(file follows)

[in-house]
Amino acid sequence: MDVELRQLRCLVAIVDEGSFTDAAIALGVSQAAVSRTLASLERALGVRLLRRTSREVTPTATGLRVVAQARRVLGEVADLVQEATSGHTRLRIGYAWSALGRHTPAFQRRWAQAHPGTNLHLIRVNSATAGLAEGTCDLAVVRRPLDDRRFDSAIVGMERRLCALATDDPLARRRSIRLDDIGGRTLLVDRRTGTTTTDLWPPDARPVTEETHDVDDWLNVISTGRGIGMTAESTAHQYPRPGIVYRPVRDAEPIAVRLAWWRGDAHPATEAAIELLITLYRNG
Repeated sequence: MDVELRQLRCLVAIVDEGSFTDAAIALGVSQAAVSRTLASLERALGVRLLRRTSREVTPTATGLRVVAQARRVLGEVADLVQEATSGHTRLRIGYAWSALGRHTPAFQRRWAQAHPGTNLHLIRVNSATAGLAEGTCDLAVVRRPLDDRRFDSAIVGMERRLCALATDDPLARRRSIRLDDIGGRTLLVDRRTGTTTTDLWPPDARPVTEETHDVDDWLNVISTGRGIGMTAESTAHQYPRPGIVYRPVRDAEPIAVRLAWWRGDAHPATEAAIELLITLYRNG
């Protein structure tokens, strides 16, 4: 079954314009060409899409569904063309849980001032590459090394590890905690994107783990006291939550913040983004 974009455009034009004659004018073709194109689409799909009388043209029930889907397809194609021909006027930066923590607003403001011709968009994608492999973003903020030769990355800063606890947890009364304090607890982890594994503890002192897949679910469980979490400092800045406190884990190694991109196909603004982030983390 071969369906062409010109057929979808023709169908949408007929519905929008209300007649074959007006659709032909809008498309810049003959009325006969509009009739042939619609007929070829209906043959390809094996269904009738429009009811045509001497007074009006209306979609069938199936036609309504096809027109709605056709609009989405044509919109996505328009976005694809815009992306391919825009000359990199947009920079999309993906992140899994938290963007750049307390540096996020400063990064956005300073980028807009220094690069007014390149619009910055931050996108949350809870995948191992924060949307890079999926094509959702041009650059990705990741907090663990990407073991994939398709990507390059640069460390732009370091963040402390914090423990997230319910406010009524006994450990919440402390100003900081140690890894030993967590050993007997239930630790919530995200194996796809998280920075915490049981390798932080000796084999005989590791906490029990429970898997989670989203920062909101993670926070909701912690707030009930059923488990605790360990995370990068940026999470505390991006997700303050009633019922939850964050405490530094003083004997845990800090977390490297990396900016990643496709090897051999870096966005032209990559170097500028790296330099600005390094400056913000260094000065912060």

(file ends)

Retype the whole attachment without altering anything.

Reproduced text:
[in-house]
Amino acid sequence: MDVELRQLRCLVAIVDEGSFTDAAIALGVSQAAVSRTLASLERALGVRLLRRTSREVTPTATGLRVVAQARRVLGEVADLVQEATSGHTRLRIGYAWSALGRHTPAFQRRWAQAHPGTNLHLIRVNSATAGLAEGTCDLAVVRRPLDDRRFDSAIVGMERRLCALATDDPLARRRSIRLDDIGGRTLLVDRRTGTTTTDLWPPDARPVTEETHDVDDWLNVISTGRGIGMTAESTAHQYPRPGIVYRPVRDAEPIAVRLAWWRGDAHPATEAAIELLITLYRNG
Repeated sequence: MDVELRQLRCLVAIVDEGSFTDAAIALGVSQAAVSRTLASLERALGVRLLRRTSREVTPTATGLRVVAQARRVLGEVADLVQEATSGHTRLRIGYAWSALGRHTPAFQRRWAQAHPGTNLHLIRVNSATAGLAEGTCDLAVVRRPLDDRRFDSAIVGMERRLCALATDDPLARRRSIRLDDIGGRTLLVDRRTGTTTTDLWPPDARPVTEETHDVDDWLNVISTGRGIGMTAESTAHQYPRPGIVYRPVRDAEPIAVRLAWWRGDAHPATEAAIELLITLYRNG
């Protein structure tokens, strides 16, 4: 079954314009060409899409569904063309849980001032590459090394590890905690994107783990006291939550913040983004 974009455009034009004659004018073709194109689409799909009388043209029930889907397809194609021909006027930066923590607003403001011709968009994608492999973003903020030769990355800063606890947890009364304090607890982890594994503890002192897949679910469980979490400092800045406190884990190694991109196909603004982030983390 071969369906062409010109057929979808023709169908949408007929519905929008209300007649074959007006659709032909809008498309810049003959009325006969509009009739042939619609007929070829209906043959390809094996269904009738429009009811045509001497007074009006209306979609069938199936036609309504096809027109709605056709609009989405044509919109996505328009976005694809815009992306391919825009000359990199947009920079999309993906992140899994938290963007750049307390540096996020400063990064956005300073980028807009220094690069007014390149619009910055931050996108949350809870995948191992924060949307890079999926094509959702041009650059990705990741907090663990990407073991994939398709990507390059640069460390732009370091963040402390914090423990997230319910406010009524006994450990919440402390100003900081140690890894030993967590050993007997239930630790919530995200194996796809998280920075915490049981390798932080000796084999005989590791906490029990429970898997989670989203920062909101993670926070909701912690707030009930059923488990605790360990995370990068940026999470505390991006997700303050009633019922939850964050405490530094003083004997845990800090977390490297990396900016990643496709090897051999870096966005032209990559170097500028790296330099600005390094400056913000260094000065912060």